Seeing Charleston Through Your Stomach
Charleston Culinary Tour's walking tours provide a good way to see the city -- and eat it
A couple of weeks ago my husband and I joined up with one of Charleston Culinary Tour's downtown cuilnary tours to spend an afternoon as tourists in our own town. As much as we enjoy living here, we spend most of our weekends and weeknights tethered to our young children, so it was nice to have an excuse to get out and
eat see some of the city.
Left: a bowl of she-crab soup; right: a fried green tomato sitting on a nice puddle of pimento cheese and topped with chow-chow relish
The tour started at Southend Brewery, a great place for newbies to Lowcountry cuisine to get a taste of what locals consider staples -- she crab soup, a fried green tomato, barbecue, and of course, a nice cold glass of in-house brewed beer. No good Charleston food tour could be without these basic foods, and the downtown culinary tour didn't disappoint.
At Burwell's, we enjoyed a Prince Edward Island oyster prepared sous vide (or "firmed") and topped with thinly sliced-radishes, micro greens, sunflower seeds and tomato viniagrette
My husband and I had never been to the other two stops on our tour, Burwell's Stone Fire Gril and Leaf, so we were pretty excited to get to try some new places we hadn't been before. If you've ever read my blog, Grits & Chopsticks, you'd know that my husband and I are big fans of multiple-stop date nights. As the parents of two young kids, we act like caged birds let loose in a cornfield whenever we get a sitter, and frantically stop at several places over the course of a couple of hours, sipping a drink here or sharing a plate there. When there are little ones who will be jumping in bed with us by 6 am the next morning, we've discovered some serious advantages to speed and efficiency. It's not romantic, I know, but hey, romance is what got us in trouble in the first place.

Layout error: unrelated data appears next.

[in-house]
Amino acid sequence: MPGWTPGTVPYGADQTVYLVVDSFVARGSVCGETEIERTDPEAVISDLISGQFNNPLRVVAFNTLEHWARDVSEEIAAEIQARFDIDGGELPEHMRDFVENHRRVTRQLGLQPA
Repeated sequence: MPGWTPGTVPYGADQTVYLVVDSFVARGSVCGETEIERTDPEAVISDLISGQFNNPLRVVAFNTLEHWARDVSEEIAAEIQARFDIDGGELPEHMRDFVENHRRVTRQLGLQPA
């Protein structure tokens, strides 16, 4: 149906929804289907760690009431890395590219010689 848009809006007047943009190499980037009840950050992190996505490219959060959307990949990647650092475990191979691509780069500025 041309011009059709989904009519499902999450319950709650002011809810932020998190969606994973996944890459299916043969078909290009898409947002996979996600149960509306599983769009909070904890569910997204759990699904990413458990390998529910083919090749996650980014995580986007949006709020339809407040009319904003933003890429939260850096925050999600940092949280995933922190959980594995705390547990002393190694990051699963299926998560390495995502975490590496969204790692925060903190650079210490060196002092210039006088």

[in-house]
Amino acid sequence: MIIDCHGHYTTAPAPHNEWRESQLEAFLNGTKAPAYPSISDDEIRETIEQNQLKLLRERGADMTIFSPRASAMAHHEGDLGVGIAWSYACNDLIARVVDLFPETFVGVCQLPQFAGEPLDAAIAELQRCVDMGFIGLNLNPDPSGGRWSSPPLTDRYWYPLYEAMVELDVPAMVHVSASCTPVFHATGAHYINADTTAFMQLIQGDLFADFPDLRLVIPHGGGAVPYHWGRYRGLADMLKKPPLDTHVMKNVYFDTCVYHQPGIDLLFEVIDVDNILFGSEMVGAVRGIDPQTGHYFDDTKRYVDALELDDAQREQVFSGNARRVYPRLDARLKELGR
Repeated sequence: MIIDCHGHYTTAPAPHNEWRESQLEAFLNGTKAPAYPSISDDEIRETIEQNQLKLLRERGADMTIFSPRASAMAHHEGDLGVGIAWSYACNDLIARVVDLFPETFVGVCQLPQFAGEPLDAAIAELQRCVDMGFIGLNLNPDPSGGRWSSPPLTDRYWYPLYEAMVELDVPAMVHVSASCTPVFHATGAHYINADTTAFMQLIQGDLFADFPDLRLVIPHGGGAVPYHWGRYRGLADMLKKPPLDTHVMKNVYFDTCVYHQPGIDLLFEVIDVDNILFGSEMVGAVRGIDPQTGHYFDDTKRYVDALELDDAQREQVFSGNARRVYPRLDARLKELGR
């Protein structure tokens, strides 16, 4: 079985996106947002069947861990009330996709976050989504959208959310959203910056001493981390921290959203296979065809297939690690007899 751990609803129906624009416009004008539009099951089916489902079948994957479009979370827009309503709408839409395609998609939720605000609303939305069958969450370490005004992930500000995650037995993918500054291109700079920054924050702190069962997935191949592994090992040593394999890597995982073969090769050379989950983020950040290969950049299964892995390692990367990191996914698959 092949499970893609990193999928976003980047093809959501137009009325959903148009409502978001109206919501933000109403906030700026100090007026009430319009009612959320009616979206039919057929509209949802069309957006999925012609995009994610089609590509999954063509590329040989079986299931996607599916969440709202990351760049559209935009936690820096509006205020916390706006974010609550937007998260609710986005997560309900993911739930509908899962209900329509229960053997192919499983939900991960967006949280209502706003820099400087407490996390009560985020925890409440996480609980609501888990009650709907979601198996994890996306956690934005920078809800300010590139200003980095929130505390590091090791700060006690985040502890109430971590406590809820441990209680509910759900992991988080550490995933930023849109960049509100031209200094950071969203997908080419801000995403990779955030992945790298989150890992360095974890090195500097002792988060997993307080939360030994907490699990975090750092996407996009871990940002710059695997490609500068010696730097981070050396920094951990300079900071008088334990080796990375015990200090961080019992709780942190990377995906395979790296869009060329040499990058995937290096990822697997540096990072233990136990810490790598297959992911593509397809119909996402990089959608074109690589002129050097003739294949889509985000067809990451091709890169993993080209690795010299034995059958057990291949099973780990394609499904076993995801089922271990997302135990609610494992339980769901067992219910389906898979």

Hoon Calhoun (pictured on the right in the straw hat) explains the delicacy that is dried okra
By the end of the tour, not only were we pleased with the foods we tried and the time we'd had to enjoy our fine city, we'd also enjoyed the company of our tour guide, Hoon Calhoun. Mr. Calhoun is a fount of Southern history and culinary storytelling, making for an entertaining companion as we graciously tried not to stuff our faces full of the delicious samplings on tap. He sits and gabs with you as if you've known each other a million years, as if you'd just spent another afternoon spinning tales and sipping sweet tea on a back porch.
Good food. Good tales. Sweltering summer July heat. I mean, isn't that really just the embodiment of a good tour?
I think so.
For more photos and details about our visit with Charleston Culinary Tours, please visit my blog here.